Study Compares RPLC and RPLC × RPLC For Improved Chromatography


A new article discusses the benefits and drawbacks of RPLC and RPLC×RPLC chromatography techniques. It provides recommendations for selecting the best approach for analyzing small pharmaceuticals and peptides.

Researchers from the University of Geneva in Switzerland and Université de Lyon in France have conducted a study comparing one-dimensional reversed-phase liquid chromatography (1D-RPLC) and comprehensive two-dimensional RPLC (RPLC × RPLC). Their goal was to provide an unbiased comparison of the two techniques through calculations and experimental verification.

One-dimensional reversed-phase liquid chromatography (1D-LC RPLC) is a separation technique used to separate molecules based on their hydrophobicity. It involves a stationary phase, usually a porous material such as silica, that is coated with a hydrophobic material. The sample is injected onto the column and then eluted using a mobile phase consisting of a mixture of solvents. The molecules in the sample will interact differently with the stationary phase and the mobile phase, leading to their separation based on their hydrophobicity. The separated components can be detected using various detectors such as UV, fluorescence, or mass spectrometry.

Reversed-phase liquid chromatography (RPLC) × RPLC, also known as two-dimensional liquid chromatography (2D-LC), is a powerful analytical technique that separates complex samples in two dimensions. In this technique, the sample is first separated in the first dimension by RPLC, and then the effluent is separated in the second dimension by another RPLC column. By using two different RPLC phases in the two dimensions, a higher peak capacity and resolution can be achieved compared to one-dimensional RPLC. RPLC × RPLC has various applications in the analysis of complex samples, such as proteomics, metabolomics, and environmental analysis.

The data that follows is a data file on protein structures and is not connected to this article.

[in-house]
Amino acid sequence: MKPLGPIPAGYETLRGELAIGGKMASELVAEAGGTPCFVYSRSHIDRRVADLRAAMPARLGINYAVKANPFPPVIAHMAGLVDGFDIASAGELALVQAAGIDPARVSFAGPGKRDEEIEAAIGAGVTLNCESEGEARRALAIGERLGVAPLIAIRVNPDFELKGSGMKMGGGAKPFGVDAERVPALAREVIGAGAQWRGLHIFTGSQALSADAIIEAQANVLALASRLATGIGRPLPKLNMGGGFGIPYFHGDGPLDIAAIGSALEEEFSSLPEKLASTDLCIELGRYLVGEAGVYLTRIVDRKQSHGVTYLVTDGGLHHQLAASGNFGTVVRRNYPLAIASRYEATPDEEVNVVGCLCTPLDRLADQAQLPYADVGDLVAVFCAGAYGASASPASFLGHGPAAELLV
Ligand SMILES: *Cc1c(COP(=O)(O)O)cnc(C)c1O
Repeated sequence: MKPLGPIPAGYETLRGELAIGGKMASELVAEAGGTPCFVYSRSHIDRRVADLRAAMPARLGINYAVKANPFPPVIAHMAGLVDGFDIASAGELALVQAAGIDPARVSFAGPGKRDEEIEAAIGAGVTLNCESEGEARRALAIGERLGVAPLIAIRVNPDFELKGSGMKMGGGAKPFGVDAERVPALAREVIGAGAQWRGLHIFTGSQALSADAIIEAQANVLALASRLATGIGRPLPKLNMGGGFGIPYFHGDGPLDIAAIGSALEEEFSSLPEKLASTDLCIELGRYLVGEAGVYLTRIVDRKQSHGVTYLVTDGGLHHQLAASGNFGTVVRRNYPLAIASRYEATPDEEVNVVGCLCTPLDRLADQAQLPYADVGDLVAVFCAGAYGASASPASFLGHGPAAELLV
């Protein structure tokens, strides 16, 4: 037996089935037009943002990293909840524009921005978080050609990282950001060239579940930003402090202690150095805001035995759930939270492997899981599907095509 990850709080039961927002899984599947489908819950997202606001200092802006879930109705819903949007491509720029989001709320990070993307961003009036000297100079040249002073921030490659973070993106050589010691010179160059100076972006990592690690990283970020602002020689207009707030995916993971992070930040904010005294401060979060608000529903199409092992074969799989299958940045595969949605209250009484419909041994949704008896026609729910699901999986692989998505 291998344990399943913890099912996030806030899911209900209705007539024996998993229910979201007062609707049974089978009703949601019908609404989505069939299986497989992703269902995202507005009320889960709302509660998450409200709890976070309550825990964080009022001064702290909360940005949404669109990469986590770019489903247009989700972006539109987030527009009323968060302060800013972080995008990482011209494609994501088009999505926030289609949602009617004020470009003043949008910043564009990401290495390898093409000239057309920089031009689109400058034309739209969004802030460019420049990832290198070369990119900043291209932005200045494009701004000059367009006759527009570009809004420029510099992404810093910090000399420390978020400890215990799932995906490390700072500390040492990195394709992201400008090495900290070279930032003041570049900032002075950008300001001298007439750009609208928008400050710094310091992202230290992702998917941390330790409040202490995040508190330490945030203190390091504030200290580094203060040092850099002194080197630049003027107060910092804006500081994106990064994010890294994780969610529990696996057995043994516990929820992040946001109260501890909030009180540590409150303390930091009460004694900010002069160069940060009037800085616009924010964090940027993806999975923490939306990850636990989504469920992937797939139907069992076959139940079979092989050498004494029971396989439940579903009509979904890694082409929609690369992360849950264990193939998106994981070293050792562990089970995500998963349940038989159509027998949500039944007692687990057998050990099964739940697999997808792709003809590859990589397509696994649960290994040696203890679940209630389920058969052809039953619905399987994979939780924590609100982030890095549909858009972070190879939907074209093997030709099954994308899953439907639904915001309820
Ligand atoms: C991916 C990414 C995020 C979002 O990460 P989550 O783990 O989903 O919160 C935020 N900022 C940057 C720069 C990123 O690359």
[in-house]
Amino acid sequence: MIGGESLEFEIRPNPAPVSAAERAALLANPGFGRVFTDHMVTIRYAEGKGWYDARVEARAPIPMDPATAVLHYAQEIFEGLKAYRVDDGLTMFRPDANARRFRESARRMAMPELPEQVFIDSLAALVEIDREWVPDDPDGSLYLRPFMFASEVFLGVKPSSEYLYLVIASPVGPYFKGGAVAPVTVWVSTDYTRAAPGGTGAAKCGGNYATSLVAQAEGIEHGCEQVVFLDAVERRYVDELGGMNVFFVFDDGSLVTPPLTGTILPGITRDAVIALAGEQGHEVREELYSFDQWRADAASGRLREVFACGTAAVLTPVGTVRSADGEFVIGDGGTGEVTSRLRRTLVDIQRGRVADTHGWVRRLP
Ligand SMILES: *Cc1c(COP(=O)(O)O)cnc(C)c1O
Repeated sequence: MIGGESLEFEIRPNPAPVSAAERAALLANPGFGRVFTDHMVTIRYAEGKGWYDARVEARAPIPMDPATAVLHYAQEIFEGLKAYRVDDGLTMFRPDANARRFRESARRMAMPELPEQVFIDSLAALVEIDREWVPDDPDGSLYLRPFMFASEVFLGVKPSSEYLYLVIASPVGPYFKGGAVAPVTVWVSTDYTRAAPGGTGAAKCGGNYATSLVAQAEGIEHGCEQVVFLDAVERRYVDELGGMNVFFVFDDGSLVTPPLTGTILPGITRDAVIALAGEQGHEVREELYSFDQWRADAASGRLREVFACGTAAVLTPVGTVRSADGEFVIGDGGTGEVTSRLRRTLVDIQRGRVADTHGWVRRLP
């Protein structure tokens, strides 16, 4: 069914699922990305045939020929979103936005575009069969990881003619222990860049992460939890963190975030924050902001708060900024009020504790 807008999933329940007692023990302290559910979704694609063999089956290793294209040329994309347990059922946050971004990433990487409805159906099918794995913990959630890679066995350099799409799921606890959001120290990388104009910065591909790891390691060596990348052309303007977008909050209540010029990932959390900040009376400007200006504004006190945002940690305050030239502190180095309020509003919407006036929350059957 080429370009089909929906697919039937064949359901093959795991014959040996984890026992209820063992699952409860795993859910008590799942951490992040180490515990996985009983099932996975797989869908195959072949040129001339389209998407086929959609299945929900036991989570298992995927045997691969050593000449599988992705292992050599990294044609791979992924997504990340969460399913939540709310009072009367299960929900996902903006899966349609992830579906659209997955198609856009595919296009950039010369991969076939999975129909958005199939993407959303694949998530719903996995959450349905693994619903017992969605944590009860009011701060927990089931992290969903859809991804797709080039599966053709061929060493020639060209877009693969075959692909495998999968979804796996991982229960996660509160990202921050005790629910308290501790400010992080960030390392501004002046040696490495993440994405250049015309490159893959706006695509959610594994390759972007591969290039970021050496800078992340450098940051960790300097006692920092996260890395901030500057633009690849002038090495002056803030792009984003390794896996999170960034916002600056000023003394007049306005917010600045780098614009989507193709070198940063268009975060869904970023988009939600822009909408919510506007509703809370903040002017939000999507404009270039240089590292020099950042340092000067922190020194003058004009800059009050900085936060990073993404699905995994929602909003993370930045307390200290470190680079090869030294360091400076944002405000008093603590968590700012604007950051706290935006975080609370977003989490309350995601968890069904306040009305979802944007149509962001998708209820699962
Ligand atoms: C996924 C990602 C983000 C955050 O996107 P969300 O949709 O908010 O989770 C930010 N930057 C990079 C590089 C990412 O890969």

The study evaluated various quality descriptors, including peak capacity, analysis time, dilution factor, number of runs in the second dimension, and injection volume, with the same strategy being applied to small pharmaceuticals and peptides. The results showed that for the best compromise between peak capacity and sensitivity, short columns of only 30 × 2.1 mm packed with sub-2-µm particles should be selected in both dimensions of the 2D-LC setup, regardless of the analysis time.

The peak capacity in RPLC × RPLC was found to be significantly improved for analysis times beyond 5 min. However, extra-column volume located after the second-dimension column was found to be particularly critical for peptides, and up to 50% lower peak capacity was observed with MS vs. UV detection.

Contrary to common belief, higher dilution is not always observed in RPLC × RPLC. With adequate analytical conditions, better sensitivity (in theory fivefold and in practice three- to fivefold) could be achieved in RPLC × RPLC compared to 1D-RPLC, regardless of the analysis time.

The study was published in the Analytical and Bioanalytical Chemistry journal on November 3, 2022, under the title "Theoretical and practical comparison of RPLC and RPLC × RPLC: how to consider dilution effects and sensitivity in addition to separation power" (1). The authors of the study are Davy Guillarme, Florent Rouvière, and Sabine Heinisch.


(1) Guillarme, D.; Rouvière, F.; Heinisch, S. Theoretical and practical comparison of RPLC and RPLC × RPLC: how to consider dilution effects and sensitivity in addition to separation power? Anal. Bioanal. Chem. 2023, 415, 2357–2369. DOI:

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